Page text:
ETFs are a cheap way to invest in the securities market to gain exposure to a different variety of stocks, bonds and commodities. Investors looking to invest in a specific country can do so by buying an ETF which tracks the price performance of that market. Commodity ETFs are a convenient and sometimes the only way to invest in a commodity.
It is almost impossible for investors bullish on natural gas to buy and store natural gas, but they can easily invest in United States Natural Gas Fund, LP (NYSEARCA:UNG), which gives them a direct exposure the natural gas price movements. Most ETFs also work using passive management techniques in which they track the performance of an index without actively trying to pick and choose specific stocks. This not only lowers the expense ratio but also provides an unbiased investment instrument for investors. Having said that, we have compiled a list of four cheapest ETFs across different asset classes, which also enjoyed some support from the smart money investors tracked by us.
Through extensive research, we determined that imitating some of the picks of hedge funds and other institutional investors can help generate market-beating returns over the long run. The key is to focus on the small-cap picks of these investors, since they are usually less followed by the broader market and are less price-efficient. Our backtests that covered the period between 1999 and 2012, showed that following the 15 most popular small-caps among hedge funds can help a retail investor beat the market by an average of 95 basis points per month (see more details).
United States Natural Gas Fund, LP (NYSEARCA:UNG) is an ETF that tracks the movement of natural gas price in the USA. It achieves this objective by buying the near month futures of natural gas trading on the Henry Hub. Since the future price differs from the spot price, United States Natural Gas Fund, LP (NYSEARCA: UNG) does not track the change in the natural gas price exactly. There is also some leakage costs due to rollover in future contracts besides fund expenses. However, this is the most liquid and cheap way for an investor to get access to buying natural gas in the form of a financial security. The number of funds from our database holding this ETF declined to five from seven during the second and the total value of their holdings also went down by 60% to $13 million. Equity investors also do not have to worry about opening a futures commodity account and rolling the contracts, as UNG performs these functions. Though UNG has shown an overall loss of 23% over the last five years, its performance in the last one year has been quite good returning over 12%. With natural gas prices still stuck in a historically low band, investors might find it worthwhile to invest in UNG as natural gas is the cleanest among all fossil fuels.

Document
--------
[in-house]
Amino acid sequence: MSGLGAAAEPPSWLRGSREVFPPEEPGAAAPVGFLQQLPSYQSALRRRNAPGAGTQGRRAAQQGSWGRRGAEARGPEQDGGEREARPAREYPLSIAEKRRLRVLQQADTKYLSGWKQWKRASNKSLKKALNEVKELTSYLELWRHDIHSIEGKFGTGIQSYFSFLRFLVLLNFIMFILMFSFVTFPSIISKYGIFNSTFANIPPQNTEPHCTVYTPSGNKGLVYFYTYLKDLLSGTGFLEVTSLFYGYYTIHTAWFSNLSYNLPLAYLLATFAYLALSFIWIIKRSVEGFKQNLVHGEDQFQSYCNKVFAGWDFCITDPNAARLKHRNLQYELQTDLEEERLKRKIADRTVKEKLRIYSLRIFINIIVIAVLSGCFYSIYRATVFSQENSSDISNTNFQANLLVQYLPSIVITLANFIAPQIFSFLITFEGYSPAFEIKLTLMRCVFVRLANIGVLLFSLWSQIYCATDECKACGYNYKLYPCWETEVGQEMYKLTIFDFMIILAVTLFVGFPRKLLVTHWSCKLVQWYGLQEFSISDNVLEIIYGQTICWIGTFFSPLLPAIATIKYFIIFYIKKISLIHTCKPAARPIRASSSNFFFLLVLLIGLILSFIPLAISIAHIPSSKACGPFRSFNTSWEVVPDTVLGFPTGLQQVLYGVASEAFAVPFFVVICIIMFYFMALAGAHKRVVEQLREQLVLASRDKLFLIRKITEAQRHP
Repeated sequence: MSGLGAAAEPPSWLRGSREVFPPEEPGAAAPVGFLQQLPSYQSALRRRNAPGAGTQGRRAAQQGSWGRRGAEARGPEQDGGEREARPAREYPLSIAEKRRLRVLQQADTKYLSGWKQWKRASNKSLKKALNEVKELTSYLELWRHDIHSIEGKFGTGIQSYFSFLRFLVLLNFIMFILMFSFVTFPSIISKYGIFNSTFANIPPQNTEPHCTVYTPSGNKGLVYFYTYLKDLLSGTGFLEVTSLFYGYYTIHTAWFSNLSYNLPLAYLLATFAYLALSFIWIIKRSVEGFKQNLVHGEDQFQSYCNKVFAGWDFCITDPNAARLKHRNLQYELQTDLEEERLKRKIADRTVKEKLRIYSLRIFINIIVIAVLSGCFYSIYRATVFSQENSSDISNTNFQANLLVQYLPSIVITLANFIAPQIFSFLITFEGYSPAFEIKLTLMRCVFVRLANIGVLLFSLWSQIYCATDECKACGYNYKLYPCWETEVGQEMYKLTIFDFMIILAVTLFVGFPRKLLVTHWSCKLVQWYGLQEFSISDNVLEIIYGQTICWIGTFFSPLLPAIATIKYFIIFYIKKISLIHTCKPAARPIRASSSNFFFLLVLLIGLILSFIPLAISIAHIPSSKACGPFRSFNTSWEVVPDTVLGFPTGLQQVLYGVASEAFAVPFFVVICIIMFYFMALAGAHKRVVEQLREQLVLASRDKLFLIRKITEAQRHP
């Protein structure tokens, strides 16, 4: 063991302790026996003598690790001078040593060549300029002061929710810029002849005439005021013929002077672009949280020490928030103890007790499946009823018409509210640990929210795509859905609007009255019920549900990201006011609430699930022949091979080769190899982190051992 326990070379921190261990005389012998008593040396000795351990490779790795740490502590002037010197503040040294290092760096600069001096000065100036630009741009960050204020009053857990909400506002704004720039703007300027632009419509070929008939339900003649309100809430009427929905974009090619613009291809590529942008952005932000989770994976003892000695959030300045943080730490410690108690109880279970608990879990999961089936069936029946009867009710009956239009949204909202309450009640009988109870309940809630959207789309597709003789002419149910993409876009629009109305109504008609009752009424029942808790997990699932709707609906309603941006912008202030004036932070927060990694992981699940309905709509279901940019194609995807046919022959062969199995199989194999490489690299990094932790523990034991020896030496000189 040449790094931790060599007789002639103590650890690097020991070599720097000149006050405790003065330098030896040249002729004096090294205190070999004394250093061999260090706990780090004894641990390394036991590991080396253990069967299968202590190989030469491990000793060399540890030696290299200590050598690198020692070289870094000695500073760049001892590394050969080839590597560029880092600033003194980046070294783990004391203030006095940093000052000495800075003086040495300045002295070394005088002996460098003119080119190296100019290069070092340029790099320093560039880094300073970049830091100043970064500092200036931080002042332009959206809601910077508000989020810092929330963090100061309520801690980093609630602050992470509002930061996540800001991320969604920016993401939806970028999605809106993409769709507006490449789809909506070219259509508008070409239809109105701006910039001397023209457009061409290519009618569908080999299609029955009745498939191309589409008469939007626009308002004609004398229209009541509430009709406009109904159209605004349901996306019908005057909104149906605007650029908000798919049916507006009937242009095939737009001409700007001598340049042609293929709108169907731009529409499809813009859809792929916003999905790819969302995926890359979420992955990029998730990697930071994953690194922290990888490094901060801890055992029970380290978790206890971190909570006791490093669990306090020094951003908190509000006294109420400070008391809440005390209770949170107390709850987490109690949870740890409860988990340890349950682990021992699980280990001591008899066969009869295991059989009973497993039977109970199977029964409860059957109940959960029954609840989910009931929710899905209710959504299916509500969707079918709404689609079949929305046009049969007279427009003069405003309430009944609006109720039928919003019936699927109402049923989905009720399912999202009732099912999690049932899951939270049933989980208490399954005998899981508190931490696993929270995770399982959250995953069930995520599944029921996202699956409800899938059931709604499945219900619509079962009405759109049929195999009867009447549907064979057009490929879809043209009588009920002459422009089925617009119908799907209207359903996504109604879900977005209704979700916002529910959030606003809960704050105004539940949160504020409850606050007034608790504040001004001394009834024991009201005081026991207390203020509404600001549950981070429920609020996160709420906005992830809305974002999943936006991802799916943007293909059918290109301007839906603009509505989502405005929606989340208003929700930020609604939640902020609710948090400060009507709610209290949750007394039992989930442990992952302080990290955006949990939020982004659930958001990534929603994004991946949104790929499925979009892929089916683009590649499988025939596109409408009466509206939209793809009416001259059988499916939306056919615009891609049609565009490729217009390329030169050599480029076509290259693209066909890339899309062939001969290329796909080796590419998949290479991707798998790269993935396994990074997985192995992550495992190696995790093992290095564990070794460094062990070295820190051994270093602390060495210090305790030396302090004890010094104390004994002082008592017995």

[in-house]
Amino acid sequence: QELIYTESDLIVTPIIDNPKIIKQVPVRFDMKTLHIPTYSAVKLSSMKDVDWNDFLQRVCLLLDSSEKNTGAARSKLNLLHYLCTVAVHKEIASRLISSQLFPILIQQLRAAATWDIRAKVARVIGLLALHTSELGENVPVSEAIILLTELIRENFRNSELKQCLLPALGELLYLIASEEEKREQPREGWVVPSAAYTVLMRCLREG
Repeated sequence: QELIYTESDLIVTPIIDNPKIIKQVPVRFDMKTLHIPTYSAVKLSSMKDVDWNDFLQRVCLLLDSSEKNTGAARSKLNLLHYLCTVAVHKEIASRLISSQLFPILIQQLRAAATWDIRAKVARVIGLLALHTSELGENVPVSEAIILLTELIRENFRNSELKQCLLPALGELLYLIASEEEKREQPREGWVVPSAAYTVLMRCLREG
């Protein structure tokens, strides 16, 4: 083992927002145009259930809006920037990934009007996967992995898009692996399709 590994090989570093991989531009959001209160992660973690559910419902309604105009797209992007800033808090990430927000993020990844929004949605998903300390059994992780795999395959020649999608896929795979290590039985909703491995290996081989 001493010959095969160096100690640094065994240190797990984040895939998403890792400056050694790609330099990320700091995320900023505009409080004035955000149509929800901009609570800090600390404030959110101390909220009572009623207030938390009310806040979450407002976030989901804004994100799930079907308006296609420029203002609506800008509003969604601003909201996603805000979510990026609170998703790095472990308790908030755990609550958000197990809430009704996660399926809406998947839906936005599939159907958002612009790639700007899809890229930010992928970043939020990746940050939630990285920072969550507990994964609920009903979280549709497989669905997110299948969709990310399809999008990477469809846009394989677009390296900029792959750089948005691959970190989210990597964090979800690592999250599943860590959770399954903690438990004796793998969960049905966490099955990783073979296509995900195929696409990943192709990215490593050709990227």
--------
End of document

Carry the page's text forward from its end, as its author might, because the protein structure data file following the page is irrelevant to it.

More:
Sprott Physical Silver Trust ETV (NYSEARCA:PSLV) is a commodity ETF that tracks the price of silver. Most of the fund holdings are in the form of silver bullion which is stored at a secure third party location in Canada. Sprott Physical Silver Trust ETV (NYSEARCA:PSLV) trades both in Canada and USA and its special feature is that you can redeem this ETF securities for silver bullion. The main utility of this ETF is that it provides a convenient, low-cost and secure way to invest in silver without actually buying and storing actual silver. The management fee is also quite low at 0.45% and it periodically gets the bullion audited by the Big 4 auditor Ernst & Young. It is currently trading at $6.74 which is the midpoint of its 52-week price range. Silver is expected to do well going forward as global interest rates remain stuck at a historical low. This is reflected in the value of holdings of investors from our database, which appreciated by a whopping 382% to $7.9 million during the second quarter, while the number of investors holding shares of ETF also increased by two to four. Besides being a store of value, silver also finds usage as an important industrial metal. Silver is currently priced at approximately $17.7 per ounce which is almost 40% lower than its price level of $30 it traded during 2012.